When I was a girl growing up in the north of England, dining alfresco was sheer luxury. My area has the highest rainfall in Europe, and even though this allowed us perfect rosy complexions, outside rooms were not the norm. As soon as the sun poked through the clouds, my mother would drag out the kitchen table, throw on a checkered tablecloth and shove a bunch of garden flowers into the milk jug. There was nothing better than having lunch outside. Manners weren't quite as strict, and everyone seemed so much happier. We didn't even have a barbecue. This was an American pleasure that had yet to cross the pond. Now, wherever you visit in the world, the millisecond the weather even suggests summer, the patios, balconies and terraces are full. This trend for relaxed outside entertaining has evoked its own lifestyle, and with it the choices for furnishings and accessories are nearly as vast as for interiors.
For many years, the traditional materials for outside furniture have been teak and wrought iron. Both are perfect for the elements; teak being the ideal wood, as it doesn't rot, and wrought iron because it doesn't rust. Plastic has always been the poorer cousin, inexpensive but never very stylish. Now that's all changed.
During the past few years, a new material called Hularo has become the staple of high-end contemporary design for exterior furnishings. Hularo is a man-made, totally weatherproof fiber, but unlike other plastic fibers, it contains no PVC, will not crack or fade and does not give off toxic fumes. From oversize lounge chairs to full dining areas, the first furniture made with Hularo weave has sprung up in chic hotels and around pools and beach decks. One of my favorite brands is Dedon, which is available in most large cities. This Italian manufacturer has captured the essence of a new generation. Its oversize, boxy sofas and low-slung seating are all very relaxed and clublike. The durable seating comes with washable cushions designed for the outdoors.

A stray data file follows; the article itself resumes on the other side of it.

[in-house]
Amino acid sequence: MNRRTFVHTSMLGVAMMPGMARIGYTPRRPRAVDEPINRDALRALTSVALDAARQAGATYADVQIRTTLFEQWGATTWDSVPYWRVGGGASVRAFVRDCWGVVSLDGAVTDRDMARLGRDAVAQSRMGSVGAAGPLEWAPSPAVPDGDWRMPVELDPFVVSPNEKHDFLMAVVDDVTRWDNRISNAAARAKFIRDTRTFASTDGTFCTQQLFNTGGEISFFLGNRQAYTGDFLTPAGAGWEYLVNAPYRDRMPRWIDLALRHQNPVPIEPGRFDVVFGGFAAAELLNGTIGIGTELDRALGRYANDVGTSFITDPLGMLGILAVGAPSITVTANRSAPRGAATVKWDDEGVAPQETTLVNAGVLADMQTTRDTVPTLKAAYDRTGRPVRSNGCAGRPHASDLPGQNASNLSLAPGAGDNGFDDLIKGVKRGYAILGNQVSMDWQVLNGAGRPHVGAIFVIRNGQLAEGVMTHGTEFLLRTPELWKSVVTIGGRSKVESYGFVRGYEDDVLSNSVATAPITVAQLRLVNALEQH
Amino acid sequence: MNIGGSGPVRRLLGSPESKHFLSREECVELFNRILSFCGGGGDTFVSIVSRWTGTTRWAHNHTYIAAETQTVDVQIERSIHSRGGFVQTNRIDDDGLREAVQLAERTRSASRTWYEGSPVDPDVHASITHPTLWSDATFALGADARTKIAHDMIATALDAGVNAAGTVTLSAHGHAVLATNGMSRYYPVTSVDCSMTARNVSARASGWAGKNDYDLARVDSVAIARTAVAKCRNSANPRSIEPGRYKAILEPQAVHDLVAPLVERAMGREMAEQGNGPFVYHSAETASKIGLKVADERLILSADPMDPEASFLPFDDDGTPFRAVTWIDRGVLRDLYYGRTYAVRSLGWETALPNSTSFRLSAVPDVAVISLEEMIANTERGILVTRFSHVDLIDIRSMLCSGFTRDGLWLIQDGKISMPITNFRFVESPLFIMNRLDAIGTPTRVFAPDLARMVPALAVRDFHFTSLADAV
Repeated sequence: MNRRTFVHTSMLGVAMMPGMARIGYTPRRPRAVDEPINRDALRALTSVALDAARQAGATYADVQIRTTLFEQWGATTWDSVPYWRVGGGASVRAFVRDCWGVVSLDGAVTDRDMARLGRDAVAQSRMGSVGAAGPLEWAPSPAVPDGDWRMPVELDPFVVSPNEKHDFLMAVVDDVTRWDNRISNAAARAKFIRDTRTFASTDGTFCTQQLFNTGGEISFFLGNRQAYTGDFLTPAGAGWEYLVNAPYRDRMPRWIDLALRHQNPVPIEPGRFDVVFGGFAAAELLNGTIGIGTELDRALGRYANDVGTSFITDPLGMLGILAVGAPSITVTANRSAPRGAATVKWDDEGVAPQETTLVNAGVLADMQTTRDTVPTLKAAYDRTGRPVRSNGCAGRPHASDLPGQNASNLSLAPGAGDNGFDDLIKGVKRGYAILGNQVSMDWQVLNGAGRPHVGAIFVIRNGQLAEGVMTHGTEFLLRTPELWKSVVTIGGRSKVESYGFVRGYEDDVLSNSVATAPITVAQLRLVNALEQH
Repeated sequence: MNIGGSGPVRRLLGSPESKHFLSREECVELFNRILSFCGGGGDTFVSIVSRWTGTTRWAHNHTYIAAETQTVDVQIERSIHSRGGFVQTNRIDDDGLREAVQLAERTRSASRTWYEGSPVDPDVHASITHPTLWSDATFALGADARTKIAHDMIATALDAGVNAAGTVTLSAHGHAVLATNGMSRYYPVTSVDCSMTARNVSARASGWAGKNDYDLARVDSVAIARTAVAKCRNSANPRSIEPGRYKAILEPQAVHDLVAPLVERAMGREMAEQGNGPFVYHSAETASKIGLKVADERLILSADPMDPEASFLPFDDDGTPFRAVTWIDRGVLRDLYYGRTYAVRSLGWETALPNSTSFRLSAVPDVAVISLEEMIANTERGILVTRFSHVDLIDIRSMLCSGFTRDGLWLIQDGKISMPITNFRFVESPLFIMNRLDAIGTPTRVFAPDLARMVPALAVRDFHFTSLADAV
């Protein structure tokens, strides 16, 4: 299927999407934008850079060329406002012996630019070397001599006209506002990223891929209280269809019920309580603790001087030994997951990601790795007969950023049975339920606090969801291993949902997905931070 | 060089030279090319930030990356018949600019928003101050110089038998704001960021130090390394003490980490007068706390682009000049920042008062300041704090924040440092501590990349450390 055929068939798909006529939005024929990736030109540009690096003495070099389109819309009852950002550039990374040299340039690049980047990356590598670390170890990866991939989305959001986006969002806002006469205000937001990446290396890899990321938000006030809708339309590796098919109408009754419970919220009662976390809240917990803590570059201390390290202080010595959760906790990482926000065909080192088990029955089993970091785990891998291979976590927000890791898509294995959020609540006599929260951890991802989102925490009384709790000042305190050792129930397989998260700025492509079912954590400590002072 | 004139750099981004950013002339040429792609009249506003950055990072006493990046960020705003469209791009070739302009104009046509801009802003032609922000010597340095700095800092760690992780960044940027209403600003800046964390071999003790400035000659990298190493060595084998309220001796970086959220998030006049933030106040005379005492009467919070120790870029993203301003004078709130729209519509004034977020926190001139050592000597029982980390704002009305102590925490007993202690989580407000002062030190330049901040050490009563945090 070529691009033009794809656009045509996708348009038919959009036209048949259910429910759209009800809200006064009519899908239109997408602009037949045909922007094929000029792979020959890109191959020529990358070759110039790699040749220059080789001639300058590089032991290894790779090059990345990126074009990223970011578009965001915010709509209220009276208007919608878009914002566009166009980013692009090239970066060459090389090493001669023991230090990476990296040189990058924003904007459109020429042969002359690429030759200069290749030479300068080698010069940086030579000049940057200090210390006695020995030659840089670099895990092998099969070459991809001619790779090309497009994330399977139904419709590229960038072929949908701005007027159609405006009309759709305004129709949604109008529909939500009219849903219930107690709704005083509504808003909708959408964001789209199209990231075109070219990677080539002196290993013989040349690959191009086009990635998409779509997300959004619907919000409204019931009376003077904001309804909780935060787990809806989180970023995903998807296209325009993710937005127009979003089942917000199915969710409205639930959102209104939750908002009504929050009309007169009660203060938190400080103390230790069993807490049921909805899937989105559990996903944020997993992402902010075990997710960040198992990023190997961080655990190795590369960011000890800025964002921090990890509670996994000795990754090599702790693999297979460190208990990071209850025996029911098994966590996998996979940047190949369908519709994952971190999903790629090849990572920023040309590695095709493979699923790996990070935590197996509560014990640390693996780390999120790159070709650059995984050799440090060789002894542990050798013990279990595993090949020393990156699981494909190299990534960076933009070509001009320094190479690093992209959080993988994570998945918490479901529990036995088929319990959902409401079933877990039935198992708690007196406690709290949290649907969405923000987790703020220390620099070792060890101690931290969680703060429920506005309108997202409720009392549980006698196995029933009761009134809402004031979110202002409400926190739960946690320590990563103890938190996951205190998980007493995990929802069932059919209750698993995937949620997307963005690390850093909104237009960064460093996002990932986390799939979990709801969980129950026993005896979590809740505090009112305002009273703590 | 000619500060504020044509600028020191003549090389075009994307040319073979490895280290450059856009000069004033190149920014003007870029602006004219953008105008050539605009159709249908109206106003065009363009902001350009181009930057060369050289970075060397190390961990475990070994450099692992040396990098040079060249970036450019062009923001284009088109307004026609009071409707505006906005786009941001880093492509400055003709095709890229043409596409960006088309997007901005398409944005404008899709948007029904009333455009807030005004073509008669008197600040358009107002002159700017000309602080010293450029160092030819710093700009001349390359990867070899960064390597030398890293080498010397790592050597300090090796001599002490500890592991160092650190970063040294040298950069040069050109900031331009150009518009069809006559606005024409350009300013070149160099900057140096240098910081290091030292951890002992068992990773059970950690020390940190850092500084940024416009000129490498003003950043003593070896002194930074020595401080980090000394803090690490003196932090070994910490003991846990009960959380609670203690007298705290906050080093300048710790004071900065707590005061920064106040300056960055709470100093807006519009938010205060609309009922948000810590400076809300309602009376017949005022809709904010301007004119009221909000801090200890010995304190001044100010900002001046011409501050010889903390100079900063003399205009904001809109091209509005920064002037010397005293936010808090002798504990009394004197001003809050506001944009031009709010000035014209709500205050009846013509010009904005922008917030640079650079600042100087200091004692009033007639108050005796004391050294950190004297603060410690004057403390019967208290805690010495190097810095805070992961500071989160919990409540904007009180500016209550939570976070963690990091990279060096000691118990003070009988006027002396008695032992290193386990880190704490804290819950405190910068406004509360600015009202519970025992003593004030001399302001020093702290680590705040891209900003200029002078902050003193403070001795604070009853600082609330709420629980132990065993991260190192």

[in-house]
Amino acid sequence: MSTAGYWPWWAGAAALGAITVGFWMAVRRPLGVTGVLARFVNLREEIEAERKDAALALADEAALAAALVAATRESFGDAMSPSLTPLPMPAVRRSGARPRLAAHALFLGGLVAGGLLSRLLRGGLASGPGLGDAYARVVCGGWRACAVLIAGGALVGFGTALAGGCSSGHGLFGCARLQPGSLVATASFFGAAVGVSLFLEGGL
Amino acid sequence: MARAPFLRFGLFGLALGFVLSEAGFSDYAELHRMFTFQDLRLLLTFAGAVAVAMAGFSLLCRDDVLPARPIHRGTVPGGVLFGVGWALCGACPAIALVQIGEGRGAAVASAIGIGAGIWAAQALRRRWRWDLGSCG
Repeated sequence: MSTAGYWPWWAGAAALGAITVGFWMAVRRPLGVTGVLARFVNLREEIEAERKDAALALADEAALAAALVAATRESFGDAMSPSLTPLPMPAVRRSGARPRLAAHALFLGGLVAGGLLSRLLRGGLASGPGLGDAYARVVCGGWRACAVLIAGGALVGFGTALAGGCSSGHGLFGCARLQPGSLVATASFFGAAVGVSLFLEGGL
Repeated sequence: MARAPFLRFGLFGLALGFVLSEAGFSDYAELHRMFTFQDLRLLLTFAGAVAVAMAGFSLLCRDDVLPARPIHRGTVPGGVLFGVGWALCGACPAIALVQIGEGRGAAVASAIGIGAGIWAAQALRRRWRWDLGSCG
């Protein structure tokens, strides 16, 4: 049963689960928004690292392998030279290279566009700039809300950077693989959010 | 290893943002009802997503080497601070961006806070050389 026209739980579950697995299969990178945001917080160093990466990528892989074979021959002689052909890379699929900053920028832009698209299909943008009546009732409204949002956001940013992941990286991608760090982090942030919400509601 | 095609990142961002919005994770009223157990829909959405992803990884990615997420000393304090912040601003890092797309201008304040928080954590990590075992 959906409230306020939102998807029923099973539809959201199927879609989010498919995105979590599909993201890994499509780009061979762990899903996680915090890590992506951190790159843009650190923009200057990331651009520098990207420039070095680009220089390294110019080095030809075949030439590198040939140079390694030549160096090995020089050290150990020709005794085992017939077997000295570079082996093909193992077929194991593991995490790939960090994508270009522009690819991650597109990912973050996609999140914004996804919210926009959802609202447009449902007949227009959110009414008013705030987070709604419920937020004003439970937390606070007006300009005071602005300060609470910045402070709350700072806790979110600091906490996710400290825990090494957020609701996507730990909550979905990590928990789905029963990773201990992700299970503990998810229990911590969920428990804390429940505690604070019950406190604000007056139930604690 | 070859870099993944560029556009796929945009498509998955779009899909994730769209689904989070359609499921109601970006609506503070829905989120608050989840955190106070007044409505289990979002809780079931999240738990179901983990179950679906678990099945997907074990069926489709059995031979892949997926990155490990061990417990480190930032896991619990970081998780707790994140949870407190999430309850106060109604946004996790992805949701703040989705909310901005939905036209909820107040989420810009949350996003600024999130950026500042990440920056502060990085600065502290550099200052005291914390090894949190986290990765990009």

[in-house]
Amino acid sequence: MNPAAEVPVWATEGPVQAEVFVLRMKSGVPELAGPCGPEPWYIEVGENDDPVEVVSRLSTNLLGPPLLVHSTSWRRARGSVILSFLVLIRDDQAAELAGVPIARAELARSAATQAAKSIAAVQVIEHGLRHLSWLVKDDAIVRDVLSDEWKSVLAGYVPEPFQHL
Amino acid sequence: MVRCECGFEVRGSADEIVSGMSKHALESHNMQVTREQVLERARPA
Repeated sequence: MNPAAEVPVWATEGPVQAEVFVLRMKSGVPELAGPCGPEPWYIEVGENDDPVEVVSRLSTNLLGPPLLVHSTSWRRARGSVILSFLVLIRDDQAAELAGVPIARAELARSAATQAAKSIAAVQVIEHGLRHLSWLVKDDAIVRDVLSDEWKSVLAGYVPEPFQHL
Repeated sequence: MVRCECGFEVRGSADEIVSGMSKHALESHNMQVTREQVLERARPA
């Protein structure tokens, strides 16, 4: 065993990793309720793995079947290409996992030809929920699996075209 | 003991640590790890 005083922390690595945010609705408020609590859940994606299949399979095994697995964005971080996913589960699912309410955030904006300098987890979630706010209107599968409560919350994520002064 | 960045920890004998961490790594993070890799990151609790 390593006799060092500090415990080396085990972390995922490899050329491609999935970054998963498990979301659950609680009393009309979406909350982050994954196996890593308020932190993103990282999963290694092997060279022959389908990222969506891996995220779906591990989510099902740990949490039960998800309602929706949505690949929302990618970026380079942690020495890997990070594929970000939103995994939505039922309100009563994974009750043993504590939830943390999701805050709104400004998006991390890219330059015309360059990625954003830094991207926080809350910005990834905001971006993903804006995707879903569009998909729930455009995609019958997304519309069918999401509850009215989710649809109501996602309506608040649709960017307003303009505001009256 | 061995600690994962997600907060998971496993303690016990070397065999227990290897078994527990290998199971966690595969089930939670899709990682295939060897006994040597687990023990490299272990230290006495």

Resin weave styling is increasingly available at large home and outdoor stores at more competitive prices.
Once you have your furnishings set up, it's time to fill in the blanks. At this time of year, the array of table settings that are bright and cheerful, designed especially for summer fun, are vast. Outside rugs are making their way onto patios, too, and barbecues have become an extension of the kitchen, even with matching bars.
With a well-designed outside room, the next step is to try to extend the season with fans and exterior heaters. The latter first became popular on restaurant terraces and have now moved to the home. To me, they are worth every penny if you can squeeze a few more weeks out of summer and enjoy the pleasures of outdoor living.
Debbie Travis' House to Home column is produced by Debbie Travis and Barbara Dingle. Please email your questions to email@example.com. Distributed by King Features Syndicate, 300 W. 57th STREET, 15th FLOOR, NEW YORK, NY 10019. Copyright 2007 Debbie Travis.
- Debbie Travis
- Theresa Cassagne
- This trend for relaxed outside entertaining has evoked its own lifestyle, and with it the choices for furnishings and accessories are nearly as vast as for interiors.